OH HEYYY! You probably already know that THE SUGAR HIT cookbook is coming out this year in September. In fact, you can pre-order it! (Amazon – Book Depository – Booktopia – Dymocks – Barnes and Noble) And I will love you forever if you do!
So, because I’m always so fascinated by other people’s stories of how their books came together, I thought I would talk about that today! There are also a bunch of this photos in this post, so I’ve kept all the text together at the top. Feel free to scroll on by if you’re just here for the pretty pictures. And one last thing – I’ll be talking more about this, so if you have any questions at all that you would like answered, please send me an email, leave a comment, tweet me, tag me on instagram or comment on Facebook! I’m an open book.
Like so many bloggers, I have always been completely food-obsessed. My parents have those cute pictures of my brother and sister completely covered in food when they were babies – but not me. I ate the food, it went in my mouth, I wasn’t spilling it. My favourite picture books were Spot Bakes a Cake, and Piccolo Peperroni’s Perfect Pizza. Name any Disney movie and I’ll tell you the food scene. You get the picture.
So from a very young age I loved to eat, loved to sit on the bench with my mum and cook (aka hack away at a potato with a butter knife), but for whatever reason even though all the way through school I was cooking and reading about food and eating, I never ever considered it as a career. I was a pretty typical ‘smart kid’, always got good grades, and as far as I knew the only way to be ‘in food’ was to become a chef. I briefly flirted with the idea of dropping out of high school and doing an apprenticeship, but my parents wisely steered me away from that course.
What does this all have to do with the book? Well fast forward to a few years after high-school, and I have started about four different degrees, and failed to finish all of them. So I went and got a full time job, thinking I’d better get my act together. I started as a receptionist, and worked my way up over two years to project management. And then, after I did that for a while, I started to kind of hate it. I just knew it wasn’t for me, the cubicle life.
I had been blogging on and off, in a very amateurish fashion, and decided that since other people were making a living at it, then dammit I could too. So I took all my savings, quit my job, and with the support of my boyfried, and the support/deep concern of everyone else I love, started this blogging gig full time. Fast forward to the end of last year, when I got an email from Hardie Grant asking me if I’d ever thought about writing a cookbook.
If you’re a blogger, you probably know what I thought at first. We bloggers get peppered with emails daily about great ‘opportunities’. Write about our product and we might share your post! Create your own cookbook for only $29.99! I think your readers would really be interested in my company’s new take on cinnamon! Things that seem to good to be true often are. So yeah, I immediately assumed it was a scam.
You guys? It was not a scam. A quick google confirmed the legitimacy of the email address, and with trembling fingers and a bursting heart, I replied strongly in the affirmative. This had been my dream since I was a kid eating raw potato chunks on the bench while my mum cooked. HELL YEAH I want to do a cookbook.
From there I put together a cookbook proposal, and at first, it was knocked back. The concept was a little out-there, and in hindsight, I can see why they weren’t keen. Lucky for me, Paul (the director of publishing) kindly put me on the right track and said have another go. So, a whirlwind two weeks later, I had deconstructed and reconstructed the book back into something that checked all the boxes. I loved it, they read it, and they said let’s do this!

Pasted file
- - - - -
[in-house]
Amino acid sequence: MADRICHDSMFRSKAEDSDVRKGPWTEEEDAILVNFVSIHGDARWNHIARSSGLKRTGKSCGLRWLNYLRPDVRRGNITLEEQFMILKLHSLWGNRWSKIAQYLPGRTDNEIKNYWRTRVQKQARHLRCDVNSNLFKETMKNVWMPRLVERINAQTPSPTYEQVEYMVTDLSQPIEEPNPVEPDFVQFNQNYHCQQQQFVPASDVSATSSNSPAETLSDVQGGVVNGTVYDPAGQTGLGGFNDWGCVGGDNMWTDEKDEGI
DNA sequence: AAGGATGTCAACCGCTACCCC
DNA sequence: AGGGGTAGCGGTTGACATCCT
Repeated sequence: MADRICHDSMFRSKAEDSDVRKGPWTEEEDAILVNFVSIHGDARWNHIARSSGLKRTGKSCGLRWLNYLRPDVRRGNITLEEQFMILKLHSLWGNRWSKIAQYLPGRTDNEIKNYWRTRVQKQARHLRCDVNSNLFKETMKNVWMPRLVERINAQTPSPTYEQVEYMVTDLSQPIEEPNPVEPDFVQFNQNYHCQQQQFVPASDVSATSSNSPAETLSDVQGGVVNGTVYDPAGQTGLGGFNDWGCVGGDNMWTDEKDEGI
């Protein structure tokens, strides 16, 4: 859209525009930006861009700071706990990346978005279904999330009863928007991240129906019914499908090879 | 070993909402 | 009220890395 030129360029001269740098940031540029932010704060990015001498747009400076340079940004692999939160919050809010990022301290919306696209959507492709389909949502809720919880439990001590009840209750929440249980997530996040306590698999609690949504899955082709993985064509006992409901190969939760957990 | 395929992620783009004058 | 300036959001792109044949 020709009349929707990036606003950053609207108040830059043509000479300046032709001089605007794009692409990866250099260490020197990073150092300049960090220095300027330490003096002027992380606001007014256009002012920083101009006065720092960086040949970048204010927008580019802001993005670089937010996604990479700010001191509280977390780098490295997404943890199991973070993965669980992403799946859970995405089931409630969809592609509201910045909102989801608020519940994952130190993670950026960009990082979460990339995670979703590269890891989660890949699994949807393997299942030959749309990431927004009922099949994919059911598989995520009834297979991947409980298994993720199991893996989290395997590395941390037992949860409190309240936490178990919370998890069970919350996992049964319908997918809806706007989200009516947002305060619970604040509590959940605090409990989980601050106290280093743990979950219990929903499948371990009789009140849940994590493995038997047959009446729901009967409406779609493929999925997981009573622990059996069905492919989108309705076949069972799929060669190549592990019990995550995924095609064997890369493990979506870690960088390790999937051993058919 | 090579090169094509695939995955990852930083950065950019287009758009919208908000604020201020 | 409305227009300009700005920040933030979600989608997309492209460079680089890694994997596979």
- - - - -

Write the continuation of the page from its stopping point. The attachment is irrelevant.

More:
I flew down to Melbourne and met with the team at Hardie Grant. May I tell you, they are so flipping lovely. Making a book is a full-on, sometimes stressful process. I don’t think I could have asked for a more cool team of people to do this with for the first time (<—hopefully there is a second time!). Once we drummed out all the nuts and bolts, they sent me a contract to sign and from there I had…gulp…10 weeks to write the manuscript and test all the recipes!
I remember almost nothing about that 10 weeks. I don’t think I left the house unless it was to go to the grocery store. I didn’t see any of my friends, I barely saw my family, and I agonized over every word and line and step and detail. Anyone who has tested recipes knows what this is like. A constant game of tinkering and re-tinkering, and then testing and re-testing again. Plus writing the thing! All I cared about was doing a good job.
Now that it’s over, I’m really glad that I took to the process like it was a military campaign. I have total confidence that every recipe in The Sugar Hit! is going to do me proud, and make you happy! I don’t think I could handle it if I thought there was a recipe in there that would let you down. As it is now, this book is full of just pure, unadulterated happiness in food form. So, the long and short of it is, I got all the testing done and filed my manuscript by the deadline. I breathed a sigh of relief…and then braced myself for the next part, editing. I was afraid, very afraid.
These are a bunch of photos from the two trips I took to Melbourne for the book. The rest of the story, including the editing process, design, the shoot, and wrapping things up, will be around soon in Part II.
And like I said, if there’s anything at all you’d like to know, just ask! I’m always so curious about how this stuff works, so I’m happy to answer any and all questions. Talk soon!
Check out PART 2 of this series – That Time I Wrote a Cookbook Part 2
Belle’s Hot Chicken ^ amazing.
I really regret not liberating this duck mug that was in the hallway of the building where I stayed for the entire week.